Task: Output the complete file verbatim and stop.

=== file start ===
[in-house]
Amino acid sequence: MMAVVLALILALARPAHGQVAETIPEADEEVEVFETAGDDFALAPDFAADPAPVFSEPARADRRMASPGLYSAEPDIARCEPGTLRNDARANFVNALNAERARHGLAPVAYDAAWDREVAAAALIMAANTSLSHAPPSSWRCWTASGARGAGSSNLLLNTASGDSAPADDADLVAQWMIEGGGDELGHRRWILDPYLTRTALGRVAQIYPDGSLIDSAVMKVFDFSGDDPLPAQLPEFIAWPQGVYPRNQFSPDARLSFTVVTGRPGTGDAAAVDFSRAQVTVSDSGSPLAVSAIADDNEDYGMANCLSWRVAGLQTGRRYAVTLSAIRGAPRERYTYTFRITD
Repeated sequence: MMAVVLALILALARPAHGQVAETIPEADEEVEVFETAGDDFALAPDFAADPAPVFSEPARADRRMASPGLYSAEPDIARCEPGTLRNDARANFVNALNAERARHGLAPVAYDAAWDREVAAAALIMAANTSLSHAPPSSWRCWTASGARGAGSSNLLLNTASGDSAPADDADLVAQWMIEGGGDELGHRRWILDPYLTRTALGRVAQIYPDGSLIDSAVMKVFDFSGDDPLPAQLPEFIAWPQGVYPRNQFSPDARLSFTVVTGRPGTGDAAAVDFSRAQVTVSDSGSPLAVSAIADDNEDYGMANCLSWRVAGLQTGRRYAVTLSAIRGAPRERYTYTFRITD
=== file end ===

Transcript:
[in-house]
Amino acid sequence: MMAVVLALILALARPAHGQVAETIPEADEEVEVFETAGDDFALAPDFAADPAPVFSEPARADRRMASPGLYSAEPDIARCEPGTLRNDARANFVNALNAERARHGLAPVAYDAAWDREVAAAALIMAANTSLSHAPPSSWRCWTASGARGAGSSNLLLNTASGDSAPADDADLVAQWMIEGGGDELGHRRWILDPYLTRTALGRVAQIYPDGSLIDSAVMKVFDFSGDDPLPAQLPEFIAWPQGVYPRNQFSPDARLSFTVVTGRPGTGDAAAVDFSRAQVTVSDSGSPLAVSAIADDNEDYGMANCLSWRVAGLQTGRRYAVTLSAIRGAPRERYTYTFRITD
Repeated sequence: MMAVVLALILALARPAHGQVAETIPEADEEVEVFETAGDDFALAPDFAADPAPVFSEPARADRRMASPGLYSAEPDIARCEPGTLRNDARANFVNALNAERARHGLAPVAYDAAWDREVAAAALIMAANTSLSHAPPSSWRCWTASGARGAGSSNLLLNTASGDSAPADDADLVAQWMIEGGGDELGHRRWILDPYLTRTALGRVAQIYPDGSLIDSAVMKVFDFSGDDPLPAQLPEFIAWPQGVYPRNQFSPDARLSFTVVTGRPGTGDAAAVDFSRAQVTVSDSGSPLAVSAIADDNEDYGMANCLSWRVAGLQTGRRYAVTLSAIRGAPRERYTYTFRITD